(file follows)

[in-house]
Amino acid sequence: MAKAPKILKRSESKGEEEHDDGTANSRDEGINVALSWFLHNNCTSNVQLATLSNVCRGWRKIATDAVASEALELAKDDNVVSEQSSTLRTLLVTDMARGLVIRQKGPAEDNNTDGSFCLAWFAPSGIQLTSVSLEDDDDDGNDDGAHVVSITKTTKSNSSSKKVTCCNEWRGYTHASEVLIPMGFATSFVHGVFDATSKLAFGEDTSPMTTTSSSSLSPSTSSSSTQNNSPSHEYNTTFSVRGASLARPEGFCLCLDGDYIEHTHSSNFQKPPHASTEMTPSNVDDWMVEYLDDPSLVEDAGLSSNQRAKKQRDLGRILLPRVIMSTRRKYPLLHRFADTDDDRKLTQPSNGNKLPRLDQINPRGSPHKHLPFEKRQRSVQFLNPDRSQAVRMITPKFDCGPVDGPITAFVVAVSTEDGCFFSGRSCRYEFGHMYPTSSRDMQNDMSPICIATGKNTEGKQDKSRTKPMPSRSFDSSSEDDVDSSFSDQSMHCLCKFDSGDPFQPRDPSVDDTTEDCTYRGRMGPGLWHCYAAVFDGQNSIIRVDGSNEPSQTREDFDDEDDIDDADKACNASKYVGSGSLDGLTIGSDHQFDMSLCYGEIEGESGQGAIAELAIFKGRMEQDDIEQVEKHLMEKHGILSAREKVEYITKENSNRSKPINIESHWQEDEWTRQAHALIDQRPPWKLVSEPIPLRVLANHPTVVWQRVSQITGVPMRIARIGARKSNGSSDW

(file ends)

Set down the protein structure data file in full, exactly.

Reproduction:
[in-house]
Amino acid sequence: MAKAPKILKRSESKGEEEHDDGTANSRDEGINVALSWFLHNNCTSNVQLATLSNVCRGWRKIATDAVASEALELAKDDNVVSEQSSTLRTLLVTDMARGLVIRQKGPAEDNNTDGSFCLAWFAPSGIQLTSVSLEDDDDDGNDDGAHVVSITKTTKSNSSSKKVTCCNEWRGYTHASEVLIPMGFATSFVHGVFDATSKLAFGEDTSPMTTTSSSSLSPSTSSSSTQNNSPSHEYNTTFSVRGASLARPEGFCLCLDGDYIEHTHSSNFQKPPHASTEMTPSNVDDWMVEYLDDPSLVEDAGLSSNQRAKKQRDLGRILLPRVIMSTRRKYPLLHRFADTDDDRKLTQPSNGNKLPRLDQINPRGSPHKHLPFEKRQRSVQFLNPDRSQAVRMITPKFDCGPVDGPITAFVVAVSTEDGCFFSGRSCRYEFGHMYPTSSRDMQNDMSPICIATGKNTEGKQDKSRTKPMPSRSFDSSSEDDVDSSFSDQSMHCLCKFDSGDPFQPRDPSVDDTTEDCTYRGRMGPGLWHCYAAVFDGQNSIIRVDGSNEPSQTREDFDDEDDIDDADKACNASKYVGSGSLDGLTIGSDHQFDMSLCYGEIEGESGQGAIAELAIFKGRMEQDDIEQVEKHLMEKHGILSAREKVEYITKENSNRSKPINIESHWQEDEWTRQAHALIDQRPPWKLVSEPIPLRVLANHPTVVWQRVSQITGVPMRIARIGARKSNGSSDW